New Regulation? – 1-definitions – personal data• New Art 2:• data subject means an identified natural person or a natural person who can be identified, directly or indirectly, by means reasonably likely to be used by the controller or by any other natural or legal person, in particular by reference to an identification number, location data, online identifier or to one or more factors specific to the physical, physiological, genetic, mental, economic, cultural or social identity of that person;• personal data means any information relating to a data subject;• Will the UK definition remain compatible? “)• cf “Personal Data” is data which relates to a living individual who can be identified from that data, or with other data likely to be held by data controller• Cf Durant• FTC/Danish idea of “singling out” – widening existing EU definition?• Will anonymised profiles become “personal data”? User rights of access, rectification, deletion? Security, retention?
New Regulation – 2; definitions- data processors• Considerable redistribution of responsibilities between data controllers and data processors. Why? the cloud.• Art 29 WP on SWIFT case – Opinion 10/2006• Held : SWIFT not just agent of Belgian banks (processor) but itself controller• Art 29 WP Report 169, Feb 2010, definition of processor vs controller – distinction based on “the possibility of pluralistic control (“which alone or jointly with others”), and.. the essential elements to distinguish the controller from other actors (“determines the purposes and the means of the processing of personal data”). Factual, not a legal choice made by DC etc.
The cloud, accountability andcontroller/processor• New art 26 Article 26 expands on old art 17(2) adding new elements, including that a processor who processes data beyond the controllers instructions is to be considered as a joint controller• Industry fearful of need to renegotiate all delegation contracts to cloud providers.• New art 28 introduces obligation for controllers and processors to maintain documentation of the processing operations under their responsibility, replacing general notification duty (see later)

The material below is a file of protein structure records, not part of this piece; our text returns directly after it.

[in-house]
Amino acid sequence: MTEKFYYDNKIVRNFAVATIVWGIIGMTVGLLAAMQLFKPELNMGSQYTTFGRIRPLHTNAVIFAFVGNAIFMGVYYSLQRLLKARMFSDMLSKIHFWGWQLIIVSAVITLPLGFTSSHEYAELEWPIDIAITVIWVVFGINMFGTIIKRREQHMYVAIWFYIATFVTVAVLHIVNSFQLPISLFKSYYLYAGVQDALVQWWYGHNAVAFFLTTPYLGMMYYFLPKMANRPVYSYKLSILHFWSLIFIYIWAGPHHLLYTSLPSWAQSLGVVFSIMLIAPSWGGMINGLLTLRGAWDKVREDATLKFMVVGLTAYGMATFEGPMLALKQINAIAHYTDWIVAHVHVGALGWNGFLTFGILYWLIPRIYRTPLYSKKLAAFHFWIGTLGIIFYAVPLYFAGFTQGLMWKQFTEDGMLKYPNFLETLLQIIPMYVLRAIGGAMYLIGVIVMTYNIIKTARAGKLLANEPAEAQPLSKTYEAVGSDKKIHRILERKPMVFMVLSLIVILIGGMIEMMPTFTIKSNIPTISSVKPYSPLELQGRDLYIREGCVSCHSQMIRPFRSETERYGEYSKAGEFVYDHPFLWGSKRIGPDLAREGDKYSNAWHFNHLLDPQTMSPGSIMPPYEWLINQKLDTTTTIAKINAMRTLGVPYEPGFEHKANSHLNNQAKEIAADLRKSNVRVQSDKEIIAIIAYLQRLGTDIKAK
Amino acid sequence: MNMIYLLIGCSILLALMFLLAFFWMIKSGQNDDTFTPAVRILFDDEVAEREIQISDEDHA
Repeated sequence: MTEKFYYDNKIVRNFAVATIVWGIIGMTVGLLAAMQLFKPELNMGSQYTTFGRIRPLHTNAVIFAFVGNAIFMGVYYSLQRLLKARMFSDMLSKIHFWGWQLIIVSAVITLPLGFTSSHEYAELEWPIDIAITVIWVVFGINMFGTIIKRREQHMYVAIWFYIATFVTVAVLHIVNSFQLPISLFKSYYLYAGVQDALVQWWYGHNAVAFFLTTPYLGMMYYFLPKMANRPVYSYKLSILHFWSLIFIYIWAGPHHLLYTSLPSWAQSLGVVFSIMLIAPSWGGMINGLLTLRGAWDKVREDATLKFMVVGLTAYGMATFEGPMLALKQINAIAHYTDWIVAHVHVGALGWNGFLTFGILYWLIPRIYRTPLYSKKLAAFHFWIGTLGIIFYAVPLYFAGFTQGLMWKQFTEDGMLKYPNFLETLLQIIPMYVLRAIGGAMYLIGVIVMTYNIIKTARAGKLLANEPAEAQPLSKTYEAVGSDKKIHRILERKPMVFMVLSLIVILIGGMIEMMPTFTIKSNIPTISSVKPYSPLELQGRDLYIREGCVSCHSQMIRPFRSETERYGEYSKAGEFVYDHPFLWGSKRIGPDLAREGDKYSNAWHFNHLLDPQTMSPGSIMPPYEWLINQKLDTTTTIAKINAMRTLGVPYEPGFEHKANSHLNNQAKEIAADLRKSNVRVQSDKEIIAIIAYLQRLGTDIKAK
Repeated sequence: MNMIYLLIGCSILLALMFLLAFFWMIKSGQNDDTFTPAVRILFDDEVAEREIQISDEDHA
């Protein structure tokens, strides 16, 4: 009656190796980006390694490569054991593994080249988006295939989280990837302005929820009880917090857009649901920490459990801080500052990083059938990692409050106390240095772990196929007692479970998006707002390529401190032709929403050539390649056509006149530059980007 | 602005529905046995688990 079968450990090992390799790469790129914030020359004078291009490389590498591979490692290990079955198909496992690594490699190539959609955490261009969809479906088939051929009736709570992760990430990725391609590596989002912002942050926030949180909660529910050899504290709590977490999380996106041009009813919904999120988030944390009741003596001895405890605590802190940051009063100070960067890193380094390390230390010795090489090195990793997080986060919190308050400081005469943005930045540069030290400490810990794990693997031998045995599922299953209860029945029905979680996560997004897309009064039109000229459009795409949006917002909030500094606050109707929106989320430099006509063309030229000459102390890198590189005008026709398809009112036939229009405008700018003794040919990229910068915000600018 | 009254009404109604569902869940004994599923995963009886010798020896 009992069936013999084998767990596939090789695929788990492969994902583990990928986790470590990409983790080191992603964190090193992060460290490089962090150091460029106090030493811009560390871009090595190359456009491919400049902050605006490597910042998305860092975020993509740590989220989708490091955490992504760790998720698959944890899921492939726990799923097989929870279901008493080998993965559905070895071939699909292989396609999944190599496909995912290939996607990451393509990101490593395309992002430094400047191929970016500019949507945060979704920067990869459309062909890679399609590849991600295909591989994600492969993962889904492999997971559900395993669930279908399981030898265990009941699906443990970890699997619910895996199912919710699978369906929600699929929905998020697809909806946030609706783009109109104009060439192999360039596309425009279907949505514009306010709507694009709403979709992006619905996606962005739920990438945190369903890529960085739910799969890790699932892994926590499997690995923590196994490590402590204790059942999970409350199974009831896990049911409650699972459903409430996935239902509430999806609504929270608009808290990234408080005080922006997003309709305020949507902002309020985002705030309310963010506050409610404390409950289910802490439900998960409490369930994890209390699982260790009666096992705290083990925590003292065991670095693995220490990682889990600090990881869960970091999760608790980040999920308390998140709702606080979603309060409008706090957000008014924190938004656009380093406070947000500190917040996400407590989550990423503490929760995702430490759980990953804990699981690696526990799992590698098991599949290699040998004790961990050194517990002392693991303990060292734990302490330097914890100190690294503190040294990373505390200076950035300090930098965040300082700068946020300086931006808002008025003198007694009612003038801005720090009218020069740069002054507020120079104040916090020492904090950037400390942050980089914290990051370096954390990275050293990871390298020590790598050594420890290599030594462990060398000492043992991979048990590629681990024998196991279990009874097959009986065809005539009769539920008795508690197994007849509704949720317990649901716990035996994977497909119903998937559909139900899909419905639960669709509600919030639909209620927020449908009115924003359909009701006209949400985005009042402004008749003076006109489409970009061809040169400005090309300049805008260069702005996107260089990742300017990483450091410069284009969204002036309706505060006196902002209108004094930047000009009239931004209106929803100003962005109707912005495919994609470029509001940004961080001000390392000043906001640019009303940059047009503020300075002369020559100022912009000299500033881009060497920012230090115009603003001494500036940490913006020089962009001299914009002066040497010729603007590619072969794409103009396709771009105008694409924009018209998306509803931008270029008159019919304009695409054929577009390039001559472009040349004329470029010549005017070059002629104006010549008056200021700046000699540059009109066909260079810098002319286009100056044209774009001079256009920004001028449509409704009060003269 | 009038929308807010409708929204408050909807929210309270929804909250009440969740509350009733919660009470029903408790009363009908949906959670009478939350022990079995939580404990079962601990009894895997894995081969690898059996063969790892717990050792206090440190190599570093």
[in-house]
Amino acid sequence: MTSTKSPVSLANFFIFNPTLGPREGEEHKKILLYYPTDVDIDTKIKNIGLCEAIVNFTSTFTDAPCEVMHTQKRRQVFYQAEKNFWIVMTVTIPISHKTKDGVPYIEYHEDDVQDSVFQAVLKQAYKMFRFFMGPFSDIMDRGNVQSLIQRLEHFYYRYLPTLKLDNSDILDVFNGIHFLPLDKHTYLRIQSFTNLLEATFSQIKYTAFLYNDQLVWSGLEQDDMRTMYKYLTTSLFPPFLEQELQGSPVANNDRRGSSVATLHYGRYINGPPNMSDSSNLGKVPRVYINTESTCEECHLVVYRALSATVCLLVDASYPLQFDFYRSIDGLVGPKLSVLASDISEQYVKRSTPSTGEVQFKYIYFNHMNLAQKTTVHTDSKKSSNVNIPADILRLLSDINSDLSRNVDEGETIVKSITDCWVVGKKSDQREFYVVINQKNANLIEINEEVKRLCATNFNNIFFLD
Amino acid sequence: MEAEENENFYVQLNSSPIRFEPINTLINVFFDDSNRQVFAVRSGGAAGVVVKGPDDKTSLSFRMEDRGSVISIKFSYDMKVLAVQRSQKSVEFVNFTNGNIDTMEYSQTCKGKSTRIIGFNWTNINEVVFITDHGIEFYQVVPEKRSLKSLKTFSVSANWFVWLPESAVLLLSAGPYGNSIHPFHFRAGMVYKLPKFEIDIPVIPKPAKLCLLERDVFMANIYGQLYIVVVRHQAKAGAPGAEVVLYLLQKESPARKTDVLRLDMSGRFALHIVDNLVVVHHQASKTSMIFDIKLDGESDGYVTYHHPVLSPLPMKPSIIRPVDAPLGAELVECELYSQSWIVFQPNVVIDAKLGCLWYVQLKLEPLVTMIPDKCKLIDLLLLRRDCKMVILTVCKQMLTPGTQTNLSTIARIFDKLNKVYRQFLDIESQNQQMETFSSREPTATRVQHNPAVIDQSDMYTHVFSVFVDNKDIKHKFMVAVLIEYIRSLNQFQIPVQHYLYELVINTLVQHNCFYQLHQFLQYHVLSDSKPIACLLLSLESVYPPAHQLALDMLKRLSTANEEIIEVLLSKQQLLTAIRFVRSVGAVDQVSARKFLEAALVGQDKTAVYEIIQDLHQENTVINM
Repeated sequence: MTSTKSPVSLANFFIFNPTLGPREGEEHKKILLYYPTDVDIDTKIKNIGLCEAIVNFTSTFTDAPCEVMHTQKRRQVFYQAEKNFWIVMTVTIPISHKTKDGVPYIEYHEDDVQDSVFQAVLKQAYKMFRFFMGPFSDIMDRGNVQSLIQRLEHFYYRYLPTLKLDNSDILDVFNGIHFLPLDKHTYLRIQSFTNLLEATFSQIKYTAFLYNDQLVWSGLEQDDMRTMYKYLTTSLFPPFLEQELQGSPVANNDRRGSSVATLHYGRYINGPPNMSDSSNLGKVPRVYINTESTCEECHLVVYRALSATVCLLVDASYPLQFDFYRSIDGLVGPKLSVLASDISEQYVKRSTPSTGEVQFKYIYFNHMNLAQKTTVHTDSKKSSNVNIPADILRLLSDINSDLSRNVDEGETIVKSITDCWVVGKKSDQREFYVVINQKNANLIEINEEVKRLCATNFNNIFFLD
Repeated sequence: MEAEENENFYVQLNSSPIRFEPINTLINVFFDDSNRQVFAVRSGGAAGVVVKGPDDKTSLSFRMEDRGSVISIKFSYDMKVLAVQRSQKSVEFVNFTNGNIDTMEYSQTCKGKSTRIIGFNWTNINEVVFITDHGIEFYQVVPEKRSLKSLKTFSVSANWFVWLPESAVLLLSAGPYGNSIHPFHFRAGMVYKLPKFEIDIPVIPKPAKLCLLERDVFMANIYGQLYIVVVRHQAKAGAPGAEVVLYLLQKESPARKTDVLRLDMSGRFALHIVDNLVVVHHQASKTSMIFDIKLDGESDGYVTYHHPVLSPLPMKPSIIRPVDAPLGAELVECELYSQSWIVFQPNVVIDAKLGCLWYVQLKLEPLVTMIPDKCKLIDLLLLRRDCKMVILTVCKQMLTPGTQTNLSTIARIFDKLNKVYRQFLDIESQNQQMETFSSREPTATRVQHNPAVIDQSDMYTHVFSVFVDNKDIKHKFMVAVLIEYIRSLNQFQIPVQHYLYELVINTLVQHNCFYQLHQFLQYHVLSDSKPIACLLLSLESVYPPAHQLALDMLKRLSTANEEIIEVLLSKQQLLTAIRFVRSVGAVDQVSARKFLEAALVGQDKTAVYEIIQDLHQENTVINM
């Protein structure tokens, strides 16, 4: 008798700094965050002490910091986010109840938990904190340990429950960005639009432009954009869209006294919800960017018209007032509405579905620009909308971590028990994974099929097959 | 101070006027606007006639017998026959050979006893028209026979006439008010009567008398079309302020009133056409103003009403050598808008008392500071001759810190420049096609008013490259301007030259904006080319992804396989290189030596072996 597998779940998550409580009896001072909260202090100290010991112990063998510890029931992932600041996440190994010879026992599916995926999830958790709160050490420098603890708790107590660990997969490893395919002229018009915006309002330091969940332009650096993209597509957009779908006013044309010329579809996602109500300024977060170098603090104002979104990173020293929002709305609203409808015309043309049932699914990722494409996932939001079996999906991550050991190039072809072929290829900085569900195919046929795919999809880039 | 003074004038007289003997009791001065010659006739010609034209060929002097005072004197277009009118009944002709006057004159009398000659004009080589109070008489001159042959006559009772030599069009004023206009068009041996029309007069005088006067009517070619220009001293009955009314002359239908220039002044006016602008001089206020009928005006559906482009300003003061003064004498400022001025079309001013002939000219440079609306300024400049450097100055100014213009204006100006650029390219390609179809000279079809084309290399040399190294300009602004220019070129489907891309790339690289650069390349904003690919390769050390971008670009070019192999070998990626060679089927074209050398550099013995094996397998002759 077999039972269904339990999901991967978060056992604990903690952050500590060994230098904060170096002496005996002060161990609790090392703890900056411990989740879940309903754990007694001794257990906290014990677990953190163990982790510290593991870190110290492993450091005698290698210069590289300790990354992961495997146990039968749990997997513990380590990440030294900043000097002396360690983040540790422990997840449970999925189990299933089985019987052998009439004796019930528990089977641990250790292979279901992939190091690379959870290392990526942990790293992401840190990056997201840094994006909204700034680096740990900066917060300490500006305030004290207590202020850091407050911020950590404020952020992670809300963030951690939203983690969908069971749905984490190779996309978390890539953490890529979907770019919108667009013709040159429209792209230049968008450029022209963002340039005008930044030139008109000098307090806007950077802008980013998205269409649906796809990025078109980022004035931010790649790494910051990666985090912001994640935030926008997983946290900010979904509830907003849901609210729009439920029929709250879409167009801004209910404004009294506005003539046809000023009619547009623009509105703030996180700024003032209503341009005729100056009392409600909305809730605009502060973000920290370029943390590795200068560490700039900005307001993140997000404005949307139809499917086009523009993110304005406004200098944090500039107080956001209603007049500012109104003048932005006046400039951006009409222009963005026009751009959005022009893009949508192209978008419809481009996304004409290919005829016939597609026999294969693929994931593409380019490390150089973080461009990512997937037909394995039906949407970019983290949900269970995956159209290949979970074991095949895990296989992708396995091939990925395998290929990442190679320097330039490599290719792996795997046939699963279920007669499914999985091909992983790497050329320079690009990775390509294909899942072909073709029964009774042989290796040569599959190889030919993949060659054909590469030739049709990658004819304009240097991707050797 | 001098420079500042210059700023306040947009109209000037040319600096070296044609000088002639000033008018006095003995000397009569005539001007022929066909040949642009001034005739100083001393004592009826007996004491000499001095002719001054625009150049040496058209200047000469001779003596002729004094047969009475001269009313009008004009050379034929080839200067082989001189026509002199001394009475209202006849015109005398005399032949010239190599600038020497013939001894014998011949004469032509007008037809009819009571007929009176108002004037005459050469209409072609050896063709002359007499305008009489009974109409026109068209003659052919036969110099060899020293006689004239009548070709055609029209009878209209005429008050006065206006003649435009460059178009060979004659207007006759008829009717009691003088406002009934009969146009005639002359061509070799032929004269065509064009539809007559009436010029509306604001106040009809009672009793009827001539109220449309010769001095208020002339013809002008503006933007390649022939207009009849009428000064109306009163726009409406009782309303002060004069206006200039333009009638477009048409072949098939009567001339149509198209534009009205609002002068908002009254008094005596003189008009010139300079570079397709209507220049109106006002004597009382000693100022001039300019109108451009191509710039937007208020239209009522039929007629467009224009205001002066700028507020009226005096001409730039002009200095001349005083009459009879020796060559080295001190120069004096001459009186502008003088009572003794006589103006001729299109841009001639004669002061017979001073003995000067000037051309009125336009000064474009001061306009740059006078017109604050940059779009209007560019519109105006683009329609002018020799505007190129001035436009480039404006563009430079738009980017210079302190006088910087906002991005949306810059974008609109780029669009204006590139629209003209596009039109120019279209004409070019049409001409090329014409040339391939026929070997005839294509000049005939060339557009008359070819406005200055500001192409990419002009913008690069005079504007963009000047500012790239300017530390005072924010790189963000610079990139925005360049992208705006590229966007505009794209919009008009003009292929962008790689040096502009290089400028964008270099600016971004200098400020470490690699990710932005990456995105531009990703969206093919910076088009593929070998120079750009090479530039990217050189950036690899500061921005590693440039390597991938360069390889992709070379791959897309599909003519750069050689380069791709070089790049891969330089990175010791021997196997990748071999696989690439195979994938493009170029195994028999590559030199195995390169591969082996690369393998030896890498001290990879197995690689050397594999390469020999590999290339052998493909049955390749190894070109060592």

New Regulation? – 3- DSRights + the Right to Forget• Right to forget – new art 17, rec 45-46• Right to “obtain from the DC the erasure of *their+ personal data” but also to have no further “dissemination” of it - especially re data exposed when a child• Would a host have to go track down everywhere on the web the data was held or linked to and delete it? Responsibilities of search engines? Google cache? See new art 17(2)• Balance with freedom of expression? With proof?• Can you be a “data controller” for these purposes and yet not a “publisher” (Tamiz v Google Inc  EWHC 449 (QB)) re Google Blogger)• What about exemptions from liability for hosting providers and mere conduits under EC E-Commerce Directive 2000? Currently DP not included.• Balance with “historical, statistical and scientific research”? (cf Wikipedia on criminal convictions)• Restricting access to data rather than deleting may be interim solution if dispute